“The new fourth floor was inspired in part by New-York Historical’s discovery of the secret history of Clara Driscoll and the ‘Tiffany Girls,’ who designed and created many iconic Tiffany lampshades, and whose overlooked contributions offer a window into the history of American women, labor and a changing New York in the late 19th and early 20th centuries, stories that New-York Historical is uniquely capable of sharing with the world and that will come together in this exciting new space,” said Dr. Louise Mirrer, President and CEO of the New-York Historical Society.
“The renovated, refurbished, and reimagined fourth floor will be a transformative next chapter in the extraordinary and ever-expanding story of the New-York Historical Society, New York’s first museum,” said Pam B. Schafler, Chairman of the Board of the New-York Historical Society.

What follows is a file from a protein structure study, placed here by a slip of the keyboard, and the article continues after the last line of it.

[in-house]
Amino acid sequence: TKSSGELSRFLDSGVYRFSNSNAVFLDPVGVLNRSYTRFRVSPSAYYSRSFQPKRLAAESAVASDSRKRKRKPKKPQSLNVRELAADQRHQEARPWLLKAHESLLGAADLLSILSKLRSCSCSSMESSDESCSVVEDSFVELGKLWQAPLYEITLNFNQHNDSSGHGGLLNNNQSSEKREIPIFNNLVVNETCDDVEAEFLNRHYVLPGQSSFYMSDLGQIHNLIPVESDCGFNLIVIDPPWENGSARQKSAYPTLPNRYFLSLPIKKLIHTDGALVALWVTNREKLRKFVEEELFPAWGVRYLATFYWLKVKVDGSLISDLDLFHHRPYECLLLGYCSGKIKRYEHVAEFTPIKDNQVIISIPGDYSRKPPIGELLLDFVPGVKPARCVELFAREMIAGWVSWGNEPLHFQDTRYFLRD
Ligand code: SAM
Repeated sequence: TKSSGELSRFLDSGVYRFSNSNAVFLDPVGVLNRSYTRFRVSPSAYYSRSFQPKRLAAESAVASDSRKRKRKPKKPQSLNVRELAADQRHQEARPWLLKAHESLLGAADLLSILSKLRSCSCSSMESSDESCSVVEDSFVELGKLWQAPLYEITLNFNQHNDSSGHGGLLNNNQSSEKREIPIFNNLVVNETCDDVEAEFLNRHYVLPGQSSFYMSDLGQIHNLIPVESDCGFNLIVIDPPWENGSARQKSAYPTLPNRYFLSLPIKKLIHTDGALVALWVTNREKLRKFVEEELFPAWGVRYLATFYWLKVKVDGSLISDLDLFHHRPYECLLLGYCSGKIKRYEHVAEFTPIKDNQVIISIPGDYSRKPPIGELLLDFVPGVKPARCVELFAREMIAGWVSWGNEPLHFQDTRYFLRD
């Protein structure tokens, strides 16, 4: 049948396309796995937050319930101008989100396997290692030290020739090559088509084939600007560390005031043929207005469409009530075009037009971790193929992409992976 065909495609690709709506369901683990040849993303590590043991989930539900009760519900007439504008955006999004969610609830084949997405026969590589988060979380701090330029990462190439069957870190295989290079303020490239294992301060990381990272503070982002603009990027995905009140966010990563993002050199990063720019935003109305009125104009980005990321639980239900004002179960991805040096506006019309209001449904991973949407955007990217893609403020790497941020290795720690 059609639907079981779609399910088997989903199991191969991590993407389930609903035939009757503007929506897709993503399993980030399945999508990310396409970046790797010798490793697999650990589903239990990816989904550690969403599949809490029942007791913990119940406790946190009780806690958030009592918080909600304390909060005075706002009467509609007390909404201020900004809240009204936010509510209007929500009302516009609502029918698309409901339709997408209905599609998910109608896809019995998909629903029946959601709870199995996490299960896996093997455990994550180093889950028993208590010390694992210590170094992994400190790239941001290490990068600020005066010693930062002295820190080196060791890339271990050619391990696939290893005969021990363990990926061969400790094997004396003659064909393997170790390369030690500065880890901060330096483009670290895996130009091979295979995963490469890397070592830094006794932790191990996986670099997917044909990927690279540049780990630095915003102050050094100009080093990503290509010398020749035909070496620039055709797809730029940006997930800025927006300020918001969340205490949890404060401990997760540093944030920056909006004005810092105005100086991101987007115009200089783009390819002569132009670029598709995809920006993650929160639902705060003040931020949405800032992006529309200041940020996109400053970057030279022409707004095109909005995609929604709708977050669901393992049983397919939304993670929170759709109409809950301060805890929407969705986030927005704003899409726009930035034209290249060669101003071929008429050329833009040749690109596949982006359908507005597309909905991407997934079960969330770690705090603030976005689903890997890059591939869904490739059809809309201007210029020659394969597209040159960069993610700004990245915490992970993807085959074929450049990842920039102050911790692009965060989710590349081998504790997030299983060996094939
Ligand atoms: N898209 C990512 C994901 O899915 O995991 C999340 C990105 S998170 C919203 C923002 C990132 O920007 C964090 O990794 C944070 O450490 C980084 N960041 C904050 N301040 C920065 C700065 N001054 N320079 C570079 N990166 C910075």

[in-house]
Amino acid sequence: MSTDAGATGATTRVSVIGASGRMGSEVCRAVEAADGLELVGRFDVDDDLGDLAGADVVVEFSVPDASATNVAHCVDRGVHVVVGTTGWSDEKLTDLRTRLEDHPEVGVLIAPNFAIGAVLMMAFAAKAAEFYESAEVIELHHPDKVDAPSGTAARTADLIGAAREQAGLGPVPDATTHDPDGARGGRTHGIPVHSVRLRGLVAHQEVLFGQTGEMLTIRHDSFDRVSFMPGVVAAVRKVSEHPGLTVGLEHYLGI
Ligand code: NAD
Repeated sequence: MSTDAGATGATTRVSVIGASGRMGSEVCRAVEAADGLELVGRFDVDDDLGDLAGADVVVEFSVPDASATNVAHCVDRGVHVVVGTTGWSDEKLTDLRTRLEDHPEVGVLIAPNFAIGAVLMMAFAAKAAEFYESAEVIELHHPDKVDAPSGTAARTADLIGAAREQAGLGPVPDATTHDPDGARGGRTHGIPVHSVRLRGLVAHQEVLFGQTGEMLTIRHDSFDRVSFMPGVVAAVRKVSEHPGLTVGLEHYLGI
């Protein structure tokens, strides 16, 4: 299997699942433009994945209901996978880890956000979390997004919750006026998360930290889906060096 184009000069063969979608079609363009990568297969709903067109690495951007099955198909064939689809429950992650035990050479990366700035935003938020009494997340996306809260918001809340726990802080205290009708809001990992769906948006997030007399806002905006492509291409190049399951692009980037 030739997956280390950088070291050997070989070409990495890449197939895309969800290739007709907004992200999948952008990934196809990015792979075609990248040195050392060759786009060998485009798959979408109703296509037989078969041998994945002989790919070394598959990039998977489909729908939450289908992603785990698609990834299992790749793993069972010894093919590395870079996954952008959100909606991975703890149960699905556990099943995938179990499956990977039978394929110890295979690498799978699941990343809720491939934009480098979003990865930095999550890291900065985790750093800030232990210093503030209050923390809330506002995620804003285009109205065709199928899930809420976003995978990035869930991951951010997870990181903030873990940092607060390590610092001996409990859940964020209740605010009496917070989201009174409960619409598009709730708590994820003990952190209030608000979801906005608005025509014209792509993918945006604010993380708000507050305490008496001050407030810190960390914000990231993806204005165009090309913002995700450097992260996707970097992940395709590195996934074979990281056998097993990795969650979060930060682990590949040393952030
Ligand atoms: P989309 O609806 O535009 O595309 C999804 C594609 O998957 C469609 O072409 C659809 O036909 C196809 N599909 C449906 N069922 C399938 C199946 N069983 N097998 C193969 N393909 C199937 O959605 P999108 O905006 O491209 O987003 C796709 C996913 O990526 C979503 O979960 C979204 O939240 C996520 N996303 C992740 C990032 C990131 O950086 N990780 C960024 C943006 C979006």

The Tiffany Gallery will be a sparkling glass showcase for the Museum’s renowned collection of lamps by Tiffany Studios, which is among the world’s best in range and quality. Designed by architect Eva Jiřičná in her first major New York project, the 3,000-square-foot, two-story space will feature a dramatic glass staircase. One hundred Tiffany lamps will be on display in the darkened gallery, dramatically lit to allow visitors to experience the glowing lamps as they were intended.